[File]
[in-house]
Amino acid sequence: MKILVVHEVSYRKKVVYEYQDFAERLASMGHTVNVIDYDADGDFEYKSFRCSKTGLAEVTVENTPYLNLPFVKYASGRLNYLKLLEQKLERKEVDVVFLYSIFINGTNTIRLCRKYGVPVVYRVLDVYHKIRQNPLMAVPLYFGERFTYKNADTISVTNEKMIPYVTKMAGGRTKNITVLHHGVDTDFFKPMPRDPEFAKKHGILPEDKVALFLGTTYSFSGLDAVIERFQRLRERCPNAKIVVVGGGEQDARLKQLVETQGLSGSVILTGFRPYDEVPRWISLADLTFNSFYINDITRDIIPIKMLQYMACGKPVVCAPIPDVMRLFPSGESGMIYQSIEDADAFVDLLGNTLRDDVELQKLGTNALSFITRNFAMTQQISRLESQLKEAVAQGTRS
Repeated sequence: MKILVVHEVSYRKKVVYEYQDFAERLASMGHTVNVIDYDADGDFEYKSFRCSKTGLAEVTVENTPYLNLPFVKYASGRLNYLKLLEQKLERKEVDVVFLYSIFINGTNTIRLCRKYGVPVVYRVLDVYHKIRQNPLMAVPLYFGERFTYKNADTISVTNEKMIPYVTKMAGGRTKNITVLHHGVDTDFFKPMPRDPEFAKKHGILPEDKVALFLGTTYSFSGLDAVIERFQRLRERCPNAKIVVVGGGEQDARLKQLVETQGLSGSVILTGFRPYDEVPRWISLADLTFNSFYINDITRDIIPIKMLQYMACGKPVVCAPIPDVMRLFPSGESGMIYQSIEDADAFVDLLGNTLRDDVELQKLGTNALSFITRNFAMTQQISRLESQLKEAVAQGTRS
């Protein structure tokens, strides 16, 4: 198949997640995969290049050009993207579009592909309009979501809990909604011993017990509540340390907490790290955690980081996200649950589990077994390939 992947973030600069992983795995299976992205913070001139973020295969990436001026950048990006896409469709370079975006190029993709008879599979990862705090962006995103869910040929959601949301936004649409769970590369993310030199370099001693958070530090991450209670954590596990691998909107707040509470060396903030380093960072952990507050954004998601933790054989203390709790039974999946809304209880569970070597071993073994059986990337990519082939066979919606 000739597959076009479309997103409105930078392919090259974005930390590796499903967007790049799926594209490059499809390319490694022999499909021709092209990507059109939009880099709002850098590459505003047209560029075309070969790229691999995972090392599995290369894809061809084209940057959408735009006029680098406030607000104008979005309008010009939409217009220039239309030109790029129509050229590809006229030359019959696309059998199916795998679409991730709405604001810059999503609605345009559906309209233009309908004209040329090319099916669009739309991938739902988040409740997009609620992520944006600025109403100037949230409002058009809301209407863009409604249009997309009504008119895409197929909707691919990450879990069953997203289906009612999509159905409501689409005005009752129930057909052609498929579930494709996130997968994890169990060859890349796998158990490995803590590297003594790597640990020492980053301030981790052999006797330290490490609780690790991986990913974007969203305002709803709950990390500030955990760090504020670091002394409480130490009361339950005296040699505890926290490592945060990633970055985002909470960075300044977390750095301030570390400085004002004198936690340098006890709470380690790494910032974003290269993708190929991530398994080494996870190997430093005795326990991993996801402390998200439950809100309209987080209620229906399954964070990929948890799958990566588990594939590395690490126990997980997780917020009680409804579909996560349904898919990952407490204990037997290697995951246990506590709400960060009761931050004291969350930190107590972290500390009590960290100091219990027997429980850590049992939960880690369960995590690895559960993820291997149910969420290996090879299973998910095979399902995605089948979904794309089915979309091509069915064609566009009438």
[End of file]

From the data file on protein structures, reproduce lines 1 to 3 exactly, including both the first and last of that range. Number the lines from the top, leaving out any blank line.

[in-house]
Amino acid sequence: MKILVVHEVSYRKKVVYEYQDFAERLASMGHTVNVIDYDADGDFEYKSFRCSKTGLAEVTVENTPYLNLPFVKYASGRLNYLKLLEQKLERKEVDVVFLYSIFINGTNTIRLCRKYGVPVVYRVLDVYHKIRQNPLMAVPLYFGERFTYKNADTISVTNEKMIPYVTKMAGGRTKNITVLHHGVDTDFFKPMPRDPEFAKKHGILPEDKVALFLGTTYSFSGLDAVIERFQRLRERCPNAKIVVVGGGEQDARLKQLVETQGLSGSVILTGFRPYDEVPRWISLADLTFNSFYINDITRDIIPIKMLQYMACGKPVVCAPIPDVMRLFPSGESGMIYQSIEDADAFVDLLGNTLRDDVELQKLGTNALSFITRNFAMTQQISRLESQLKEAVAQGTRS
Repeated sequence: MKILVVHEVSYRKKVVYEYQDFAERLASMGHTVNVIDYDADGDFEYKSFRCSKTGLAEVTVENTPYLNLPFVKYASGRLNYLKLLEQKLERKEVDVVFLYSIFINGTNTIRLCRKYGVPVVYRVLDVYHKIRQNPLMAVPLYFGERFTYKNADTISVTNEKMIPYVTKMAGGRTKNITVLHHGVDTDFFKPMPRDPEFAKKHGILPEDKVALFLGTTYSFSGLDAVIERFQRLRERCPNAKIVVVGGGEQDARLKQLVETQGLSGSVILTGFRPYDEVPRWISLADLTFNSFYINDITRDIIPIKMLQYMACGKPVVCAPIPDVMRLFPSGESGMIYQSIEDADAFVDLLGNTLRDDVELQKLGTNALSFITRNFAMTQQISRLESQLKEAVAQGTRS